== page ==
When was it, you found me, still asleep,
slipped into my pajamas, insistent,

the way the deer’s short barks,
hunted, came breathless?

Always, the day began again,
as if nothing had happened—

insects probing
the ghostly netting,

the hard wooden bed frame
I climbed over to the floor.

The way the sun bore down.


“There Were Deer Barking in the Hills” is reprinted from Ghandi’s Lap (The Word Works).


Charlotte Warren’s poetry collection, Gandhi’s Lap, won the Washington Prize and publication by Word Works in Washington, D.C.  Her second poetry manuscript was a finalist in both the Phillip Levine and Ashland national contests. Warren’s poems have appeared on Seattle buses as well as in journals such as Orion, Calyx, The Hawai’i Review, The Louisville Review, and Kansas Quarterly. Warren’s recently published memoir, Jumna:  Sacred River, chronicles her childhood in India during its fight for independence from Great Britain in 1947, and her coming of age in the United States as it entered the turbulent sixties. She received her MFA in Writing from Vermont College, and taught part time at Peninsula College in Washington State.  She and her husband have called the Olympic Peninsula home for over forty years, have two grown sons and two grandchildren.

Jay McAleer

Composite # 6

When confronted with the issue, many people will admit that at numerous times they have felt as though they were waiting for their lives to begin.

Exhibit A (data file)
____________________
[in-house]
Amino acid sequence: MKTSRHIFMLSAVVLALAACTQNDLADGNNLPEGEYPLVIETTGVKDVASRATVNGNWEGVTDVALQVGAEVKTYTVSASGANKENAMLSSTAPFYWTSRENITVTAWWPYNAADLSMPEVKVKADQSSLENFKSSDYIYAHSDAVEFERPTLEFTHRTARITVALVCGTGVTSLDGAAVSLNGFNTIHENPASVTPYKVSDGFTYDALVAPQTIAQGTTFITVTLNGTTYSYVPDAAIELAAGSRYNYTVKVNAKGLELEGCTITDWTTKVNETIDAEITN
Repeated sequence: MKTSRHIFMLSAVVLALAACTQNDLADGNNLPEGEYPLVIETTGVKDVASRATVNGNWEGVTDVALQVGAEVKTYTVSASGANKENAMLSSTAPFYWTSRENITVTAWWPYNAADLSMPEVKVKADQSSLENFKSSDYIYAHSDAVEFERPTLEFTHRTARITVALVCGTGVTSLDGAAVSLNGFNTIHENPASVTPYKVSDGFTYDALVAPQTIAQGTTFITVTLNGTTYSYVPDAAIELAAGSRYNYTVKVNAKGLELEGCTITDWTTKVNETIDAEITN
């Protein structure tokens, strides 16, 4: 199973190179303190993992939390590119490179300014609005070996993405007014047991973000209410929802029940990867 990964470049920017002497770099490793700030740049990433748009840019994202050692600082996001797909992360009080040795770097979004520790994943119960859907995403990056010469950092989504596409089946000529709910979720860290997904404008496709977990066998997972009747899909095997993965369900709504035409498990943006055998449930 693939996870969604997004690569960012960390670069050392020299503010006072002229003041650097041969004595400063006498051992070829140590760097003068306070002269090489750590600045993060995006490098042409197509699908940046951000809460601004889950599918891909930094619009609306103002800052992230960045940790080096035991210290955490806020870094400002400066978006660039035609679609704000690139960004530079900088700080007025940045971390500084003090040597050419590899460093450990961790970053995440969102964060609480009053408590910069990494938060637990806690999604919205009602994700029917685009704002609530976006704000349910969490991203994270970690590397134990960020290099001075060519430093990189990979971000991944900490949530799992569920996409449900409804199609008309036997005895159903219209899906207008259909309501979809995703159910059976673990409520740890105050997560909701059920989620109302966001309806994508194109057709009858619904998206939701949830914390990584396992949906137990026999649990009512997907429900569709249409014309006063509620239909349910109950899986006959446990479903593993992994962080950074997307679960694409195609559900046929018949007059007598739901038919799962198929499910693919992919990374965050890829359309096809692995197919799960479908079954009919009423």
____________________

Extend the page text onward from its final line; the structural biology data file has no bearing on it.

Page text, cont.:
Strange how things change, rearrange, as if another person inhabited the body, my body, anybody, any body. Not that far fetched – go fetch an identity, some entity to fill the subtle void. Avoidance is the trick, total avoidance, in addition to the fact that when you look back nothing seems to be there. My history, a catalogue of events, a residue of experience, the thick residue of experience. This series of events, a spider’s web, and the ripple is felt across the strands. Strands like sands of time, thyme and rosemary, everything stewing together, the salt of the earth and all that. The fingers dipped in the water as we bow down, so many bent knees, genuflection, circumspection. The words pop out, the word the world, only a letter difference there, fluttering will get you nowhere. Know where? “Over there,” they used to sing or at least they did in the movies and all of us marched along.



Jay McAleer is a poet and fiction writer from Seattle. He was recently selected as a 2013 Jack Straw writer and is honored to be part of that program. Composite # 6 is an excerpt from a series of interlinked poems entitled Composites.

Kevin Minh Allen

Down Here